Anyone can perform the movements and forms of the ancient Chinese art of Tai Chi. Each of the forms, also called "steps" resembles the movements of different animals. Practicing these Tai Chi steps may help improve a person's posture and health.
Tai Chi, a shortened reference for Tai Chi Chuan, has its roots in martial arts and Taoism in China. Various translations of Tai Chi Chuan include "supreme ultimate fist" and "internal martial art." These terms encapsulate the goals and graceful movements of the ancient art. Tai Chi steps focus on the balance of the yin and the yang, which are the opposing natures within the body. A perfect balance of the ying and yang aids permits qi, the life force, to flow throughout the entire body.
People can perform the graceful movements of Tai Chi steps for different reasons. The exercises can be beneficial for masters of the martial arts. People who meditate may also find inner peace through Tai Chi, as the balance and attention needed for the slow, careful steps requires all of a person's attention. There are many possible benefits of Tai Chi, including reducing anxiety issues, lowering blood pressure, improving posture and balance, and easing chronic pain.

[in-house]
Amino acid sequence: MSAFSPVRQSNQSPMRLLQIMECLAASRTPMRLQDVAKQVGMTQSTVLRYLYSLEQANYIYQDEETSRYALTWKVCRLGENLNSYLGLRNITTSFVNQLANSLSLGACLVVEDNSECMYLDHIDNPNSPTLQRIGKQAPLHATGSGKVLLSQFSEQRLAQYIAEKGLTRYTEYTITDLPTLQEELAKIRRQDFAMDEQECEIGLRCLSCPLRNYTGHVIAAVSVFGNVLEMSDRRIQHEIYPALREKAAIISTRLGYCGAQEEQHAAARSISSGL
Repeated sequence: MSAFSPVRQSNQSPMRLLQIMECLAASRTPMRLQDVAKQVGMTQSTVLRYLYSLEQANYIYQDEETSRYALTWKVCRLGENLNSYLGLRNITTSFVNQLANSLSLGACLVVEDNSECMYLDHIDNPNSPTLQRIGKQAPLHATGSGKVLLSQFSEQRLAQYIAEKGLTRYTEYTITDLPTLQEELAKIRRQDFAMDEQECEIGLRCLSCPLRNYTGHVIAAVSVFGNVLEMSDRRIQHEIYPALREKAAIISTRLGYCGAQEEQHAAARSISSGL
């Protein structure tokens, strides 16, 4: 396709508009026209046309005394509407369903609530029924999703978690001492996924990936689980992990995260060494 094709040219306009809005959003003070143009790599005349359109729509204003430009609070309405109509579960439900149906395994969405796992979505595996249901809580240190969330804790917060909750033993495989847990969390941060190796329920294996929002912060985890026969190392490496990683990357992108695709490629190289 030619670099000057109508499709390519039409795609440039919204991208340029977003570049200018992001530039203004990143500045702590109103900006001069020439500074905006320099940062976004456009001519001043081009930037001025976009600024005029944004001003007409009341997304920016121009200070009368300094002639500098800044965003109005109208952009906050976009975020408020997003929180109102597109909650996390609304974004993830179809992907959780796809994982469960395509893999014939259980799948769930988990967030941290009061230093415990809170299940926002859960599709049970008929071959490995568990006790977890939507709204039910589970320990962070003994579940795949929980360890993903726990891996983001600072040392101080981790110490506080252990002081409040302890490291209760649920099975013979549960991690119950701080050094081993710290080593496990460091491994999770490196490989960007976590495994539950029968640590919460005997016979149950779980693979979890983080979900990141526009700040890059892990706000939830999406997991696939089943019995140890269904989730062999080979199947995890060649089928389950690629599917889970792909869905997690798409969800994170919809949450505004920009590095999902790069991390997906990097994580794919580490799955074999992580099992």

There are different forms or steps in Tai Chi, and many of their names describe the movements of animals. For example, some of the forms are called "Pat High on Horse" and "Stand on One Leg to Mount Tiger." Other movements include kicks and other arm movements. Each of the movements should flow into the next one, and people practicing them should attempt to perform the set of Tai Chi steps continuously.
People who wish to perform Tai Chi should perfect the basic movements first. A Tai Chi instructor should teach these basic Tai Chi steps before leading the group into the more complicated forms. These basic steps include hand movements and techniques, stances, leg techniques and body forms. For example, the Tai Chi stances include the cross-legged stance, the semi-horse stance, and the side bow step. Hand techniques include stroking, pushing, chopping, and sweeping movements.
A person performing these Tai Chi steps should adhere to a few basic principles of the ancient art. The intricate set of movements requires intense concentration. In order to achieve perfect balance, the person should try to maintain the perfect eye technique without wavering. The person should also be mindful of the ying and the yang, combining opposing forces and creating a balance. For instance, while the person's feet should be firmly rooted on the floor, the arm movements should remain light and fluid.